The cute-looking Philips 32PF5521D's price grabs your initial attention: £900 shows how inexpensive an HD-ready 32-inch LCD TV from a big brand name can be. Just leave your expectations of a features list as long as your arm and extensive connectivity at the door. Or, maybe not.
This set's connections are unexpectedly impressive for the price. There are two HDMI inputs for a kick off - a breath of futureproofing fresh air for a budget LCD TV. Unfortunately, there isn't a PC VGA input, meaning that using an HDMI is your only option for hooking up your PC: disappointing, but by no means a disaster.
All the other standard-definition connectivity players line up too, as well as a digital audio output - for delivering Freeview's upcoming Dolby Digital sound to an amp - and a common interface slot, flagging up the welcome presence of a digital tuner. The built-in digital tuner has support for Freeview's seven-day electronic programme guide, but this fellow is a little temperamental and rarely intuitive.
Features include noise reduction, great picture-in-picture facilities, Dolby virtual audio processing and a contrast booster: all in all, far more than we were expecting here.
Running our test disc of 2001: A Space Odyssey, left us pleasantly surprised. The overall picture is more than acceptable. Particularly noteworthy is the sharpness: scenes onboard the Discovery spaceship on its voyage to Jupiter are unaccompanied by grain, dot crawl or other artefacts.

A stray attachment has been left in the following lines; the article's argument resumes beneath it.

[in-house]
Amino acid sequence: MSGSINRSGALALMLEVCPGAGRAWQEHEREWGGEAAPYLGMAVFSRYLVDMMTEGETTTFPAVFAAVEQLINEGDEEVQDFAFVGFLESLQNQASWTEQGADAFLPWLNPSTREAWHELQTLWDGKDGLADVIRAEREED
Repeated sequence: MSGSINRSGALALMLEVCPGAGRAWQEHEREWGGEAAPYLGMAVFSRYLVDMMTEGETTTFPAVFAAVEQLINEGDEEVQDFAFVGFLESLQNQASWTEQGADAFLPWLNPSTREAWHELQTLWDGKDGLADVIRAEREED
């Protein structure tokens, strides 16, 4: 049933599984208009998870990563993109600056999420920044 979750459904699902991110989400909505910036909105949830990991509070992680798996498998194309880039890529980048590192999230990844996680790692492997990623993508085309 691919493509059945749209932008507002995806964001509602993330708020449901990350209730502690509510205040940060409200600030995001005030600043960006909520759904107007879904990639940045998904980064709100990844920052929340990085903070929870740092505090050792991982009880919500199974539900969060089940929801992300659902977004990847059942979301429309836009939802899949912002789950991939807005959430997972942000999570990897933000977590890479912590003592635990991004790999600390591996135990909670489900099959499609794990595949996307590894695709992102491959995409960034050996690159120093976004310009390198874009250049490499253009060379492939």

We didn't expect Pixel Plus processing on a set costing under £1,000 and we weren't surprised to note its absence here. But, feeding this set some high-definition Planet Earth material, the sharpness was abundant again. Every water reflection and textures of the snow-laden landscapes were captured with clarity and detail.
Black is the new black
Unexpectedly, this Philips dishes out some impressive black levels too, lending the standard-definition space sequences of 2001 and the high-definition night action of Planet Earth real gravitas and believability.
Colours are powerful too and there's little motion smearing. In a perfect world, there would be more greyscale gradiation and darker colours wouldn't be at the mercy of occasional green tinges. But, we can't nit-pick a 32-inch LCD TV that costs just £900.
The 32PF5521D puts in a more than acceptable audio performance as well, matching its better than anticipated picture action.
The soundstage is wide and clear and there's a good attempt at bass injection: the soundtrack of 2001 has a larger-than-life quality that matches the film's colossal imagery, and dialogue is crisp and clear too.
Trebles only become harsh under extreme circumstances (like with the high frequencies involved in the scene where the astronauts visit the Monolith that's been uncovered from the surface of the moon), but, generally, this set's speakers put in a good performance.
This Philips was never going to romp to victory. We're just amazed that Philips has managed to pull off the tricky 'not rubbish' label for a budget LCD with such aplomb.